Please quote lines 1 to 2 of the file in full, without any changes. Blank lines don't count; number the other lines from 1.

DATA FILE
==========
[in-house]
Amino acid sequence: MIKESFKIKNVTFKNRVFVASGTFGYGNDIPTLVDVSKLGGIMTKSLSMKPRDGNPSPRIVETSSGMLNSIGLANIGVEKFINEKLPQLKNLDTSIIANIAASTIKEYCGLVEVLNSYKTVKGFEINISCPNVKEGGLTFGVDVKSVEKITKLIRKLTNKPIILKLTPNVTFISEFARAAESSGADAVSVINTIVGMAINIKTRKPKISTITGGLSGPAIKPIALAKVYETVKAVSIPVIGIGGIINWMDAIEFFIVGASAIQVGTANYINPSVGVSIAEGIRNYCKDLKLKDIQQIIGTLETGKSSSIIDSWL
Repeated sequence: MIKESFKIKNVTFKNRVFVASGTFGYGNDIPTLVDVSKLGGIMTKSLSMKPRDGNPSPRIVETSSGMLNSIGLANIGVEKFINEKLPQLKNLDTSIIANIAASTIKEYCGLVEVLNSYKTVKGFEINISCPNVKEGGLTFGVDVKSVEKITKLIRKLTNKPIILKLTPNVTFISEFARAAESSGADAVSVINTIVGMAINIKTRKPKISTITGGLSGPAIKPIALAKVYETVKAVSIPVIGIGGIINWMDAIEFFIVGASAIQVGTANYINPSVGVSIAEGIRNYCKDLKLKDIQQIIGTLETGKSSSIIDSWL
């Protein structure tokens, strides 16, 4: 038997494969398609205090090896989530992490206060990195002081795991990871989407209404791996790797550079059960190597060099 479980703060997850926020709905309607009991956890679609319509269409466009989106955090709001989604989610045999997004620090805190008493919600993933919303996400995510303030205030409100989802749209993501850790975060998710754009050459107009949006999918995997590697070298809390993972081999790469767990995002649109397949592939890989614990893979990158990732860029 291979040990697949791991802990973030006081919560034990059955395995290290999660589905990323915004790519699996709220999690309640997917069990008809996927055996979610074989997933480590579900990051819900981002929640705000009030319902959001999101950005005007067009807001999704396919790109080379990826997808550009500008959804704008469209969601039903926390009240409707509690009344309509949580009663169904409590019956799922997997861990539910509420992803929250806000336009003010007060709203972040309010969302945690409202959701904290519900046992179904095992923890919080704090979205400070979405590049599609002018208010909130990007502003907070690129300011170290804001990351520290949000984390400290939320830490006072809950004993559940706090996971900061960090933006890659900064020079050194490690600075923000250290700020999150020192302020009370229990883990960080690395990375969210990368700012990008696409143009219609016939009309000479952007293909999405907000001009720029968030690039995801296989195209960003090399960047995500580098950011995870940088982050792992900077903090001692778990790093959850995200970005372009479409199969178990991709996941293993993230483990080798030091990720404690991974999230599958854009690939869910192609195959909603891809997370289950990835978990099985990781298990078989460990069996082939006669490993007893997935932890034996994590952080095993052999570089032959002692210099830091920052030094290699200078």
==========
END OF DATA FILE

[in-house]
Amino acid sequence: MIKESFKIKNVTFKNRVFVASGTFGYGNDIPTLVDVSKLGGIMTKSLSMKPRDGNPSPRIVETSSGMLNSIGLANIGVEKFINEKLPQLKNLDTSIIANIAASTIKEYCGLVEVLNSYKTVKGFEINISCPNVKEGGLTFGVDVKSVEKITKLIRKLTNKPIILKLTPNVTFISEFARAAESSGADAVSVINTIVGMAINIKTRKPKISTITGGLSGPAIKPIALAKVYETVKAVSIPVIGIGGIINWMDAIEFFIVGASAIQVGTANYINPSVGVSIAEGIRNYCKDLKLKDIQQIIGTLETGKSSSIIDSWL